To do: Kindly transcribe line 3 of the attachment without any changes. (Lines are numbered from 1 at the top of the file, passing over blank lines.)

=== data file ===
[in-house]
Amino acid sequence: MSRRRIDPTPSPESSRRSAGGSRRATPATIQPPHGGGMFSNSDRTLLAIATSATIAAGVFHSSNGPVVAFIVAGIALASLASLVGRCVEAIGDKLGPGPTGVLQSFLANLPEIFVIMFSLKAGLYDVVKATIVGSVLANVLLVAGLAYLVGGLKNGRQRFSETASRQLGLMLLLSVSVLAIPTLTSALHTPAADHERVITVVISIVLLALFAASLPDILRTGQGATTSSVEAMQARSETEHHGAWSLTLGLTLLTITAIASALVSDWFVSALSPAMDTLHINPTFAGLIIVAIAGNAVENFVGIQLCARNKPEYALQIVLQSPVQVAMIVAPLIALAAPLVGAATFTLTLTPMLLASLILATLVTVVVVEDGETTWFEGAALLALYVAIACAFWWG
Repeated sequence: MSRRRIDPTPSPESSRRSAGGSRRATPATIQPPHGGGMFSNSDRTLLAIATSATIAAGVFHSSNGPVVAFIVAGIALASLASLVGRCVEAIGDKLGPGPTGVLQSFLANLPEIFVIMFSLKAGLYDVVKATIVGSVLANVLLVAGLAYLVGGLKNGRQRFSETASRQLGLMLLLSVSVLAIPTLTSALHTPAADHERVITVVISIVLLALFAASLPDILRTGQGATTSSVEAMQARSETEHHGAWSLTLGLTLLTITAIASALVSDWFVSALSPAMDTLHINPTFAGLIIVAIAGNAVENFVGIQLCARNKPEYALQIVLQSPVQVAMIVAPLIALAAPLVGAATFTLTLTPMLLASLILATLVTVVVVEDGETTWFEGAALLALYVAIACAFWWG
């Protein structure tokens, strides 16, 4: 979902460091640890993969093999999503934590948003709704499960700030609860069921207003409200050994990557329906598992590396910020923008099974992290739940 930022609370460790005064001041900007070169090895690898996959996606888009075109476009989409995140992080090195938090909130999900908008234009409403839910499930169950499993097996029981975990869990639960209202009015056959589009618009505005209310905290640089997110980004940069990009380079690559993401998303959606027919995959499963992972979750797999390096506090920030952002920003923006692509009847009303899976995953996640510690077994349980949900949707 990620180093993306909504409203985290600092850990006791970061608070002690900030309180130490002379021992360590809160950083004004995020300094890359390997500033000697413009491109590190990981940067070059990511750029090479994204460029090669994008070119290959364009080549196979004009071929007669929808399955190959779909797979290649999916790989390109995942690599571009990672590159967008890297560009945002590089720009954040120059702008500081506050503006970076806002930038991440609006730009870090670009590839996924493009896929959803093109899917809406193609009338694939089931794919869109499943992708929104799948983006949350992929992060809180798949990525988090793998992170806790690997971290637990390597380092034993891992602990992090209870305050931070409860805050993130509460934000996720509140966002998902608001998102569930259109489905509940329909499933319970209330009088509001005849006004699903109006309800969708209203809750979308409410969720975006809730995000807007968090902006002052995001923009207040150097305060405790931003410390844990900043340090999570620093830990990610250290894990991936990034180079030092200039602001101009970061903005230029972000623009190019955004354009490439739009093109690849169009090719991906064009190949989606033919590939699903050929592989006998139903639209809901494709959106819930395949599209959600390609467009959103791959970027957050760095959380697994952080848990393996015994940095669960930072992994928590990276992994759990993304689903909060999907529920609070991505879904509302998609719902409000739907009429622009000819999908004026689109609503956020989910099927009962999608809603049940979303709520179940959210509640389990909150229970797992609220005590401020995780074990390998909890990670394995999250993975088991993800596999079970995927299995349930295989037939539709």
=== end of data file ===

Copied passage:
Repeated sequence: MSRRRIDPTPSPESSRRSAGGSRRATPATIQPPHGGGMFSNSDRTLLAIATSATIAAGVFHSSNGPVVAFIVAGIALASLASLVGRCVEAIGDKLGPGPTGVLQSFLANLPEIFVIMFSLKAGLYDVVKATIVGSVLANVLLVAGLAYLVGGLKNGRQRFSETASRQLGLMLLLSVSVLAIPTLTSALHTPAADHERVITVVISIVLLALFAASLPDILRTGQGATTSSVEAMQARSETEHHGAWSLTLGLTLLTITAIASALVSDWFVSALSPAMDTLHINPTFAGLIIVAIAGNAVENFVGIQLCARNKPEYALQIVLQSPVQVAMIVAPLIALAAPLVGAATFTLTLTPMLLASLILATLVTVVVVEDGETTWFEGAALLALYVAIACAFWWG